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Tuesday, June 13, 2017
What we know about ISIL’s killing of two Chinese citizens in Pakistan
Last week ISIL claimed responsibility for the killing of two Chinese nationals in Pakistan. The incident occurred as China is extending its economic reach around the globe—an effort likely to result in heightened risks for its people.
Adding insult to injury, the incident is reportedly related to a Christian aid worker from South Korea, a country that has angered much of China by permitting the deployment of a US antimissile system. Here is what we know so far:
On June 8, ISIL said it killed two Chinese citizens it abducted last month in Pakistan’s southwestern province Baluchistan. One day later, China’s foreign ministry acknowledged learning from the Pakistani side that the two were likely dead, but didn’t provide any details.
Yesterday (June 12) Pakistan’s interior ministry confirmed that the two Chinese nationals had been killed. In a statement to Reuters, it named the victims as Lee Zingyang and Meng Lisi, both in their mid-twenties, and said they were actually preachers who had misused business visas to enter the country.
Previous media reports identified the man and woman as Mandarin teachers. But the ministry said the two had been preaching in Quetta, Baluchistan’s capital, under the guise of learning the local Urdu language from a Korean national. The ministry didn’t specify to Reuters what the two were preaching and whether the Korean is from South Korea or North Korea.
Queries about the activities of the three individuals were left unanswered by the foreign ministries of China and South Korea, as well as by Pakistan’s interior ministry.
China’s state media outlet were among the first to report that the deaths of the Chinese nationals could have been related to their activities spreading Christian teachings to members of the local Muslim community. The two belonged to a 13-member missionary group led by a South Korean citizen, according to two Chinese reports.
What do the killings mean for Pakistan?
An “all-weather” Chinese ally, Pakistan is one of the earliest participating nations of China’s massive “One Belt, One Road (OBOR)” initiative, a trillion-dollar infrastructure plan that aims to connect 60-plus countries across Asia, the Middle East, Europe, and Africa. The $54 billion China-Pakistan Economic Corridor (CPEC) is a flagship project of the initiative, and has drawn a great number of Chinese to the southern neighbor. At least 70,000 visas were issued to Chinese citizens in 2016, according to Pakistan’s interior ministry.
ISIL is struggling to establish a presence in Pakistan. In May, the terror group claimed responsibility for a suicide bombing that killed at least 25 people in the city of Mastung, also in Baluchistan. On June 4, the Pakistani military said it had killed 12 militants from an extremist group seeking to establish a foothold for ISIL in the province. ISIL announced the killings of the two Chinese soon after the military operation.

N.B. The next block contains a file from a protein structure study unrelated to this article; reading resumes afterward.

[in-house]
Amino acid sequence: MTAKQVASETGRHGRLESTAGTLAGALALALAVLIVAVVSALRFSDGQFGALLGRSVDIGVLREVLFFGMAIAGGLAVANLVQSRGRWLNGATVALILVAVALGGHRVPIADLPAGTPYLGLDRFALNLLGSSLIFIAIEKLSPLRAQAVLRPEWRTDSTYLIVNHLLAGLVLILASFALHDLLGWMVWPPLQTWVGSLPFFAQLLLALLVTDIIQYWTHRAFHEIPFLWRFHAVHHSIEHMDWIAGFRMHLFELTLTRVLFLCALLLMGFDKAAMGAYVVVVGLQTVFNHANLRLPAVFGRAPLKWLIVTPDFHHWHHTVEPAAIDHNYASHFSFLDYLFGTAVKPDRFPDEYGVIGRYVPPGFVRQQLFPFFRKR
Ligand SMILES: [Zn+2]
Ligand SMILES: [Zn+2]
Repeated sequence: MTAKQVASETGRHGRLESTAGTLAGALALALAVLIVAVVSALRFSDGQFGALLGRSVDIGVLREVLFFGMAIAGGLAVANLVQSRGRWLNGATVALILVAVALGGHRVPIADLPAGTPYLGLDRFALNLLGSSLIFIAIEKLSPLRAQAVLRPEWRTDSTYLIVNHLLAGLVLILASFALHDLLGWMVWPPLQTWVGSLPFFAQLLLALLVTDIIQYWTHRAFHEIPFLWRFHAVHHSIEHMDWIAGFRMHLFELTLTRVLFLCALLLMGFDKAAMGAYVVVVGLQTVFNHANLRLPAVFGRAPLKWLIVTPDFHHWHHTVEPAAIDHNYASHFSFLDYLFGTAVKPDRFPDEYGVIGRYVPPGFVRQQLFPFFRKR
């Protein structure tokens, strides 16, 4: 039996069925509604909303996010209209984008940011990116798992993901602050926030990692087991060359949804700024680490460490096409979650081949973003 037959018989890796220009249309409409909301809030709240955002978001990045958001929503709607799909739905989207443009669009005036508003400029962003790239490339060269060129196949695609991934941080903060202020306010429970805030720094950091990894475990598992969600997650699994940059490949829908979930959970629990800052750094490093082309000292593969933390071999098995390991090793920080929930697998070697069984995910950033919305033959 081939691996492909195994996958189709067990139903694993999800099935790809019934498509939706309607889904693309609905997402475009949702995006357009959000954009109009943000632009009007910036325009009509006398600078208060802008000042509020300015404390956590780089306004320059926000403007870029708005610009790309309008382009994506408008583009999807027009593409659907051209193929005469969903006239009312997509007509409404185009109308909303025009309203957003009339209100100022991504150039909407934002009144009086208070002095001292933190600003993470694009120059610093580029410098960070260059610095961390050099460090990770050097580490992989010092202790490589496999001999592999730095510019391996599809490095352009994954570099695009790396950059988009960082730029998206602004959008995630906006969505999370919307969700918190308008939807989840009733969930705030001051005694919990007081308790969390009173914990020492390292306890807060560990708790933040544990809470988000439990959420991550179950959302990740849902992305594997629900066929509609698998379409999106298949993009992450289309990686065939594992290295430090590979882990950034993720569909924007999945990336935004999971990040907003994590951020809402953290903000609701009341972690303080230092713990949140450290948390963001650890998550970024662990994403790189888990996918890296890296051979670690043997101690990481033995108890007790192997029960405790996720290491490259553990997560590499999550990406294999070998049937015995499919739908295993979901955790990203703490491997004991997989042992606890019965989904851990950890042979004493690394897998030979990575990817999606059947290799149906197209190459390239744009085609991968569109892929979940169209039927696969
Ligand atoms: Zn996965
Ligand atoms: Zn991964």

Baluchistan, with nearly half the land area of Pakistan, has a population of about 10 million. Separatist groups there have been fighting the Pakistani government for decades. Last month, at least 13 individuals working on CPEC projects in the province were killed by separatist militants in two separate attacks.
Both Beijing and Islamabad have tried to play down the security concerns.
What do the killings mean for South Korea?
The Korean connection in the killing has been widely covered by Chinese media, and stirred public anger against South Korea’s Christian missionary community. Both state media and government agencies have warned Chinese people not to preach in risky regions.
Media reports in South Korea have picked up the Chinese accounts, noting that Korean people are concerned (link in Korean) that anti-Korea sentiment could reignite in China. For months China and South Korea have been involved in a diplomatic standoff due to Seoul’s decision to allow the installation of THAAD, a US antimissile defense system, in the country. But there had been signs of a thaw in recent days, with Seoul partially delaying the system’s deployment last week so that an environmental impact assessment can be done.
Is it OK to preach Christianity in Muslim nations?
It varies from country to country. Pakistan offers special visas to Christian missionaries, and the country’s laws don’t forbid its citizens from converting from Islam to another religion. But Pakistan’s Christians, comprising less than 2% of the nation’s population, are frequently attacked.